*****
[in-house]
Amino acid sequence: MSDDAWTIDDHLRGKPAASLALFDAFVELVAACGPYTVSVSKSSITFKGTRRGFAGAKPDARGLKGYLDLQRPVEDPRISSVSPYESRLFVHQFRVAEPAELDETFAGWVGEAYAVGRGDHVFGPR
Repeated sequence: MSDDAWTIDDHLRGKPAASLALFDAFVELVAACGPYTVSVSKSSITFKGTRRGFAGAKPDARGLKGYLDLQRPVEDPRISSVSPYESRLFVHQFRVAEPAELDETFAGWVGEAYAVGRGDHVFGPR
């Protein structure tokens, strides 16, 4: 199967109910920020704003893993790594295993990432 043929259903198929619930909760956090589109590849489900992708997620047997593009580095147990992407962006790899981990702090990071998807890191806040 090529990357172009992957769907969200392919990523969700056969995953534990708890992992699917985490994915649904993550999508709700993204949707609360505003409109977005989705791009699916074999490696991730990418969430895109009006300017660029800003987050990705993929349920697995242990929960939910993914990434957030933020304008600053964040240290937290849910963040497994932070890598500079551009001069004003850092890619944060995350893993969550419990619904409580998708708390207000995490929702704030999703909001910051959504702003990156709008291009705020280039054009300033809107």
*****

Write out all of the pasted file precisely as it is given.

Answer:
[in-house]
Amino acid sequence: MSDDAWTIDDHLRGKPAASLALFDAFVELVAACGPYTVSVSKSSITFKGTRRGFAGAKPDARGLKGYLDLQRPVEDPRISSVSPYESRLFVHQFRVAEPAELDETFAGWVGEAYAVGRGDHVFGPR
Repeated sequence: MSDDAWTIDDHLRGKPAASLALFDAFVELVAACGPYTVSVSKSSITFKGTRRGFAGAKPDARGLKGYLDLQRPVEDPRISSVSPYESRLFVHQFRVAEPAELDETFAGWVGEAYAVGRGDHVFGPR
């Protein structure tokens, strides 16, 4: 199967109910920020704003893993790594295993990432 043929259903198929619930909760956090589109590849489900992708997620047997593009580095147990992407962006790899981990702090990071998807890191806040 090529990357172009992957769907969200392919990523969700056969995953534990708890992992699917985490994915649904993550999508709700993204949707609360505003409109977005989705791009699916074999490696991730990418969430895109009006300017660029800003987050990705993929349920697995242990929960939910993914990434957030933020304008600053964040240290937290849910963040497994932070890598500079551009001069004003850092890619944060995350893993969550419990619904409580998708708390207000995490929702704030999703909001910051959504702003990156709008291009705020280039054009300033809107």